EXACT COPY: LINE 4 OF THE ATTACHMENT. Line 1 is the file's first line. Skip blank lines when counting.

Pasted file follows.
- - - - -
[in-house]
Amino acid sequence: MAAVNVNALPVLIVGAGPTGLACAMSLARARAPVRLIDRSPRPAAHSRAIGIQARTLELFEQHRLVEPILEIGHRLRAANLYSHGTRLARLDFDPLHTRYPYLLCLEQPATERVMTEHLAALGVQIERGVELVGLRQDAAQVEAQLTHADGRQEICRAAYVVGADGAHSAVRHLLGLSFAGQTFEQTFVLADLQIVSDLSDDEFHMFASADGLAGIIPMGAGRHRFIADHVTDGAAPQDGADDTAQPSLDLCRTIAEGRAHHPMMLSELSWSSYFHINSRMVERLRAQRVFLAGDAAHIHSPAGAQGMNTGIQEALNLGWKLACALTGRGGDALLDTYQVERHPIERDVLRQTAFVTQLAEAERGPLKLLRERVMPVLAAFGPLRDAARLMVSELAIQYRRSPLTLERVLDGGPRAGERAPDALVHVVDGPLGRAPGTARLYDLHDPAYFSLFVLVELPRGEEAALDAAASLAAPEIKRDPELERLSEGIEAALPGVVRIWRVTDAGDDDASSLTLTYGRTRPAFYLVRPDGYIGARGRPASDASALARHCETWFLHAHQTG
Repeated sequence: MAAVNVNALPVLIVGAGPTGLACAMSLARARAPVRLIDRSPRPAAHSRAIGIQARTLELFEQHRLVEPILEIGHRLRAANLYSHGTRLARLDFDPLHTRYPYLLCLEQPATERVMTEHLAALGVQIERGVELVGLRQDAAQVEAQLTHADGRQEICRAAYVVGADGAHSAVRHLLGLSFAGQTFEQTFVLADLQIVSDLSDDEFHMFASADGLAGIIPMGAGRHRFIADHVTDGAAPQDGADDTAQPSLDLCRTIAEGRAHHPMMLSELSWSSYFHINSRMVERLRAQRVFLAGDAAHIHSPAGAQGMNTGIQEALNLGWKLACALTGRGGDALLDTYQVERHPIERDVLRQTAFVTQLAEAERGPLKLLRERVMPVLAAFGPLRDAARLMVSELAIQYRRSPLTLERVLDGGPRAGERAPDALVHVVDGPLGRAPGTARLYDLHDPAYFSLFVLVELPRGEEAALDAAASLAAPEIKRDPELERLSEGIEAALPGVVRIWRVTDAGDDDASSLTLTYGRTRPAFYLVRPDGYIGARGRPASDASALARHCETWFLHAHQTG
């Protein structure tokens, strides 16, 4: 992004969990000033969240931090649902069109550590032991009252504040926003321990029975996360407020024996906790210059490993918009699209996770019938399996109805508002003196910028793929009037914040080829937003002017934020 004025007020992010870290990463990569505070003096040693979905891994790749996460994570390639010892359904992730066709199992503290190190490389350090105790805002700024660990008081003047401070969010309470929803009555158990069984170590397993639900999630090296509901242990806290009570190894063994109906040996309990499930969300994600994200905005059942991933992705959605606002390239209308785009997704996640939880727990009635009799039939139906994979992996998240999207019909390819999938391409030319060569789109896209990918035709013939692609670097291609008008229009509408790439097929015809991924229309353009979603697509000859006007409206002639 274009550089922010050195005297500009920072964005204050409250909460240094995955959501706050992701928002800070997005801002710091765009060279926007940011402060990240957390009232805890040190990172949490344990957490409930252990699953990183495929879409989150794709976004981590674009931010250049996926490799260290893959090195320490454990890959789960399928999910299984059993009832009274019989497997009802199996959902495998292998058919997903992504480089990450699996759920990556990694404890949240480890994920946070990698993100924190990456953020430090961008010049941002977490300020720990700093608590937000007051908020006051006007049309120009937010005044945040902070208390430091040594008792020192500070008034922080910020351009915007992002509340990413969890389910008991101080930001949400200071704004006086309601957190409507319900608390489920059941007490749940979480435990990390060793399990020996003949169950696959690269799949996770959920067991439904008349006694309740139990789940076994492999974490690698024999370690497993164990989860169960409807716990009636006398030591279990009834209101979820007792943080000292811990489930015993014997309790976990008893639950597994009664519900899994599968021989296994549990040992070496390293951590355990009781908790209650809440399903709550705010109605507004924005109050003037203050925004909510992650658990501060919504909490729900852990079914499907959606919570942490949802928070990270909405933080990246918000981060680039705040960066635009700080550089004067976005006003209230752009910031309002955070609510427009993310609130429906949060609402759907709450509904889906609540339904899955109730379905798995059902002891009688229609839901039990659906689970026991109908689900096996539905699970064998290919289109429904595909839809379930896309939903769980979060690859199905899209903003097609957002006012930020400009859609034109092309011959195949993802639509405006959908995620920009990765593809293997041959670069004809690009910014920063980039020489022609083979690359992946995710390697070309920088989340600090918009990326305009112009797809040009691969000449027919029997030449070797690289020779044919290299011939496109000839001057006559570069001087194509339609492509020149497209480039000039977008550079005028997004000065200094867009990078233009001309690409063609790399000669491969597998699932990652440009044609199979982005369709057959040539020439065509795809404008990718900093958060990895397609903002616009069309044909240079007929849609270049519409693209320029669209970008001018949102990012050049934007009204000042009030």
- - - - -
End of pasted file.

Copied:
């Protein structure tokens, strides 16, 4: 992004969990000033969240931090649902069109550590032991009252504040926003321990029975996360407020024996906790210059490993918009699209996770019938399996109805508002003196910028793929009037914040080829937003002017934020 004025007020992010870290990463990569505070003096040693979905891994790749996460994570390639010892359904992730066709199992503290190190490389350090105790805002700024660990008081003047401070969010309470929803009555158990069984170590397993639900999630090296509901242990806290009570190894063994109906040996309990499930969300994600994200905005059942991933992705959605606002390239209308785009997704996640939880727990009635009799039939139906994979992996998240999207019909390819999938391409030319060569789109896209990918035709013939692609670097291609008008229009509408790439097929015809991924229309353009979603697509000859006007409206002639 274009550089922010050195005297500009920072964005204050409250909460240094995955959501706050992701928002800070997005801002710091765009060279926007940011402060990240957390009232805890040190990172949490344990957490409930252990699953990183495929879409989150794709976004981590674009931010250049996926490799260290893959090195320490454990890959789960399928999910299984059993009832009274019989497997009802199996959902495998292998058919997903992504480089990450699996759920990556990694404890949240480890994920946070990698993100924190990456953020430090961008010049941002977490300020720990700093608590937000007051908020006051006007049309120009937010005044945040902070208390430091040594008792020192500070008034922080910020351009915007992002509340990413969890389910008991101080930001949400200071704004006086309601957190409507319900608390489920059941007490749940979480435990990390060793399990020996003949169950696959690269799949996770959920067991439904008349006694309740139990789940076994492999974490690698024999370690497993164990989860169960409807716990009636006398030591279990009834209101979820007792943080000292811990489930015993014997309790976990008893639950597994009664519900899994599968021989296994549990040992070496390293951590355990009781908790209650809440399903709550705010109605507004924005109050003037203050925004909510992650658990501060919504909490729900852990079914499907959606919570942490949802928070990270909405933080990246918000981060680039705040960066635009700080550089004067976005006003209230752009910031309002955070609510427009993310609130429906949060609402759907709450509904889906609540339904899955109730379905798995059902002891009688229609839901039990659906689970026991109908689900096996539905699970064998290919289109429904595909839809379930896309939903769980979060690859199905899209903003097609957002006012930020400009859609034109092309011959195949993802639509405006959908995620920009990765593809293997041959670069004809690009910014920063980039020489022609083979690359992946995710390697070309920088989340600090918009990326305009112009797809040009691969000449027919029997030449070797690289020779044919290299011939496109000839001057006559570069001087194509339609492509020149497209480039000039977008550079005028997004000065200094867009990078233009001309690409063609790399000669491969597998699932990652440009044609199979982005369709057959040539020439065509795809404008990718900093958060990895397609903002616009069309044909240079007929849609270049519409693209320029669209970008001018949102990012050049934007009204000042009030």